A single Dura-Ace 7900 outer chainring costs around US$200. Praxis Works doesn’t dispute that it’s an amazing example of forged and mated materials, however, they do believe that many folks might rather pay US$200 for a set of chainrings built to fit the 7900 crankset.
Praxis Works showed their latest project during March’s Taipei Cycle Show, which is a kit comprised of two, single material forged rings, bolts, and outer chainring nuts made to meld with the industrial design of the Shimano Dura-Ace 7900 crank.
“Every other email we get from dealers and customers asks if our rings work on the 7900 and 7950 cranks,” Adam Haverstock, marketing director at Praxis Works told BikeRadar. “The short answer is yes, of course, they’re a standard 130 and 110 [BCD], and they work great, but the second part of that question is: do they look good?”
The forged 7075-T6 alloy rings will be available in a specific kit to fit the Shimano 7950 (compact) crank first, which fulfills two needs according to Praxis, it gives compact users access to 50-/36-tooth replacement rings, and will serve to usher in two Praxis’ cyclo-cross chainring kits, featuring either 46-/36-tooth or 48-/36-tooth ring sizes. 130 BCD kits will follow shortly thereafter, and also include a 46-/39-tooth ‘Pro’ cyclo-cross chainring kit.
The key to making the Dura-Ace 7900 kits work, and look good, are the chainring nuts, which are engineered to match the industrial design (ID) of the contemporary Dura-Ace crank, and because of the crank’s design it forced Praxis to design three different nuts to best match it. While the chainrings will be anodized black, Praxis are in the process of working to best match the anthracite finish of the crank, which is no small feat.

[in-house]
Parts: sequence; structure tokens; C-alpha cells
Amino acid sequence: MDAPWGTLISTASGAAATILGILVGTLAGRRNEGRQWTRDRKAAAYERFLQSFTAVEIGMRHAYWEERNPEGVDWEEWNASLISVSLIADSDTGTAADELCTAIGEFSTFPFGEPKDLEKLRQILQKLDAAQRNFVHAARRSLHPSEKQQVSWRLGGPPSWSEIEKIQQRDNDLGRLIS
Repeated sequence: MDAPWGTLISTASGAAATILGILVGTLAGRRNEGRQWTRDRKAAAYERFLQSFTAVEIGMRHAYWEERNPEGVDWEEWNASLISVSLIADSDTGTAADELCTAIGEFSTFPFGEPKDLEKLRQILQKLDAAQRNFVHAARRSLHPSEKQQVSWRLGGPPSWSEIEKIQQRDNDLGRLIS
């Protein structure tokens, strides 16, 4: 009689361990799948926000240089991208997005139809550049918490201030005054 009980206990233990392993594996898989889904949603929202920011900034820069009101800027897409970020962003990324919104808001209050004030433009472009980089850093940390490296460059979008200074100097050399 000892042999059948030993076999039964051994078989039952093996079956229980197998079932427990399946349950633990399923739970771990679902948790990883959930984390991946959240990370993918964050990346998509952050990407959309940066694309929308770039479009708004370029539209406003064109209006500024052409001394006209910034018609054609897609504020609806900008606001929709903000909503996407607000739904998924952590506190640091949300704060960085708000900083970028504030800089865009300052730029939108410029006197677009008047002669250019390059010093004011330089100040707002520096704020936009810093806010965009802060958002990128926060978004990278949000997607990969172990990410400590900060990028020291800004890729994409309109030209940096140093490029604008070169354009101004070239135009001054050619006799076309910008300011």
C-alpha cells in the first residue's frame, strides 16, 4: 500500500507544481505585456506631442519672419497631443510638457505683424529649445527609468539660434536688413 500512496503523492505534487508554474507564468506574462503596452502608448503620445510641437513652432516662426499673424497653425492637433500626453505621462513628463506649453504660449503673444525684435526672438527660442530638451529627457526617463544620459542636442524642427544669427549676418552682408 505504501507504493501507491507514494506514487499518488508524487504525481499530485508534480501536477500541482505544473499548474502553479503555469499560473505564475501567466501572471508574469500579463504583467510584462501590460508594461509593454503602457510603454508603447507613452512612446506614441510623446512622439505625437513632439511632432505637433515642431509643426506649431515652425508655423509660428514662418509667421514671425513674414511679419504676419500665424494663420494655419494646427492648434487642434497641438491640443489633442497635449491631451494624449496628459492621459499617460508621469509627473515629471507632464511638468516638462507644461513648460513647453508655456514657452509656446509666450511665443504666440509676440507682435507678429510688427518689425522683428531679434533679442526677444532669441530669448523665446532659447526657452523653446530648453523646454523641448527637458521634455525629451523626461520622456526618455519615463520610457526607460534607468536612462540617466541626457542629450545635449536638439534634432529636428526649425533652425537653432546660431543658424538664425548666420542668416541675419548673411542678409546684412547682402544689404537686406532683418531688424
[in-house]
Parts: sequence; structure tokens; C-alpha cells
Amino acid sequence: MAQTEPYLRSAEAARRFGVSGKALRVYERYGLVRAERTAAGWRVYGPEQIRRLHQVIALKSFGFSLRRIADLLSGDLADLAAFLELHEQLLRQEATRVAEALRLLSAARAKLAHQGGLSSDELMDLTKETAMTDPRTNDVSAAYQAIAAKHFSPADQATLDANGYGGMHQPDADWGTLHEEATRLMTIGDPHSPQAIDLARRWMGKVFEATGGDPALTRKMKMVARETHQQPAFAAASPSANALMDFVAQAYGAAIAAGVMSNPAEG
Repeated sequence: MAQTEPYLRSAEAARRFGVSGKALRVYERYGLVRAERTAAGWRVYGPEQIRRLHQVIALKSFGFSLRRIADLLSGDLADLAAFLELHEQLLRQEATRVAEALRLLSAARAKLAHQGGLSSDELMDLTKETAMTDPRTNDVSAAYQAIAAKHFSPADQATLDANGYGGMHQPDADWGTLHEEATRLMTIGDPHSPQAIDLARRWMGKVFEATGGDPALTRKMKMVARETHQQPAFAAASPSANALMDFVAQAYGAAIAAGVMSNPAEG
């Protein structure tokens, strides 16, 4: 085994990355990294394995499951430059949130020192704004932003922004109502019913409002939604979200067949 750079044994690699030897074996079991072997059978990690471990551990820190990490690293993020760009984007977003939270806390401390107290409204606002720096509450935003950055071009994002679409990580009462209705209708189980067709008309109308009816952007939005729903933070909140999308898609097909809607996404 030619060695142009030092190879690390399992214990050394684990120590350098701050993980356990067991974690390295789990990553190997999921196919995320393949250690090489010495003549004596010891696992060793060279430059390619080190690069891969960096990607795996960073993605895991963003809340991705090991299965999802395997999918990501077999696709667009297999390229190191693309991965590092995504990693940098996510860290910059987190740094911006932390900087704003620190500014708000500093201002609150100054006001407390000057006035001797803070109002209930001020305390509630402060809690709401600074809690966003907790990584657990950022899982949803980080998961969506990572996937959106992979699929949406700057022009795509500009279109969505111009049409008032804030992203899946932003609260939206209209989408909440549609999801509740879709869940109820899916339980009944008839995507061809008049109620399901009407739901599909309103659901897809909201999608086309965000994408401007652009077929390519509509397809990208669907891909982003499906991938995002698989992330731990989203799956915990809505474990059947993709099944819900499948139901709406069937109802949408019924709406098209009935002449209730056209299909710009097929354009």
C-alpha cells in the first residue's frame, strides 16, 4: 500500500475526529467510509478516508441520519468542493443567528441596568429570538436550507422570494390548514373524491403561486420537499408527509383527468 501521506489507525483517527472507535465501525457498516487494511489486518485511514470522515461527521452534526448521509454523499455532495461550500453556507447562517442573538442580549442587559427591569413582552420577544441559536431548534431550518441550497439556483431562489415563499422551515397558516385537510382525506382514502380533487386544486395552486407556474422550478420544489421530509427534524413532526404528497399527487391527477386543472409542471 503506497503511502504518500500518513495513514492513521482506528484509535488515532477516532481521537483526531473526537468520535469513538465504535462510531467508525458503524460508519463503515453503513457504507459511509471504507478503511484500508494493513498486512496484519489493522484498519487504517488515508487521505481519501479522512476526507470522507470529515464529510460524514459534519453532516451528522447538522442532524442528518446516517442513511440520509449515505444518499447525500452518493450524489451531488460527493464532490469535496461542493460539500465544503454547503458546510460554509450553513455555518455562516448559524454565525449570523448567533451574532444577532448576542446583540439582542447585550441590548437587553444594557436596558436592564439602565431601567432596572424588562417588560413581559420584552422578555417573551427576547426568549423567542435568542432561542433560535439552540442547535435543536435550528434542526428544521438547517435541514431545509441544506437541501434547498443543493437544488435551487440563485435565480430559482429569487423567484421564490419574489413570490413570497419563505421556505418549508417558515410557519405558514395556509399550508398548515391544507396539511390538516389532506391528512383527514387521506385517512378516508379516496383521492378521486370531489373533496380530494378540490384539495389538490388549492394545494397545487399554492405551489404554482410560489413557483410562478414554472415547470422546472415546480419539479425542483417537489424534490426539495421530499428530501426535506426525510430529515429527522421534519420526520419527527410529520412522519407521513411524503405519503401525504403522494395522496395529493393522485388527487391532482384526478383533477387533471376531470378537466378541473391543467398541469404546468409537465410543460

“We’ve got it pretty darn good, but the tonality is off by a shade or two,” said Haverstock. “It’s not an exact science — it’s an acid bath.”
Praxis have no plans to sell the bolt kits alone, as they’re hoping to use the Dura-Ace kits to introduce riders to their forged chainrings. Aside from Shimano, most manufacturers use machined chainrings, and with such rings their complexity — in terms of timing and shift ramps — is directly related to machine time, and as in any business time equals money.
Praxis forge their rings, which, they say, allows them to offer more heavily engineered ring designs — i.e. better shifting — without the costs associated with more machining. The downside, each ring forging ‘tool’ is a considerable investment, thus the small 12-person firm (split between Santa Cruz, CA and Taiwan) moves relatively slowly, which is illustrated by the August release target for the Dura-Ace 7900 products.
Sensible manufacturing: stamped and machined single rings
Praxis’ will offer their single rings in seven sizes, 32t through 38t : Praxis Works
Praxis Works’ single, guide-rings, will be available in one-tooth increments between 32- and 38-teeth
Praxis Works’ newest product, their single, or guide rings (available in April) are machined from 4mm 7075-T6 blanks. They use stamping and machining as the manufacturing method, here, because their designs are relatively simple, when compared to those engineered to shift.
The focus of Praxis’ single-ring construction is on stiffness, wear resistance, and a wide range of options — they make their single rings available in seven sizes, from 32- to 38-teeth, and the rings are rated for both nine, and 10-speed use with a 104 BCD.
While the final price has yet to be set, Praxis Works estimate between US$45 to $50 per ring, and claim weights for the rings between 36g to 70g.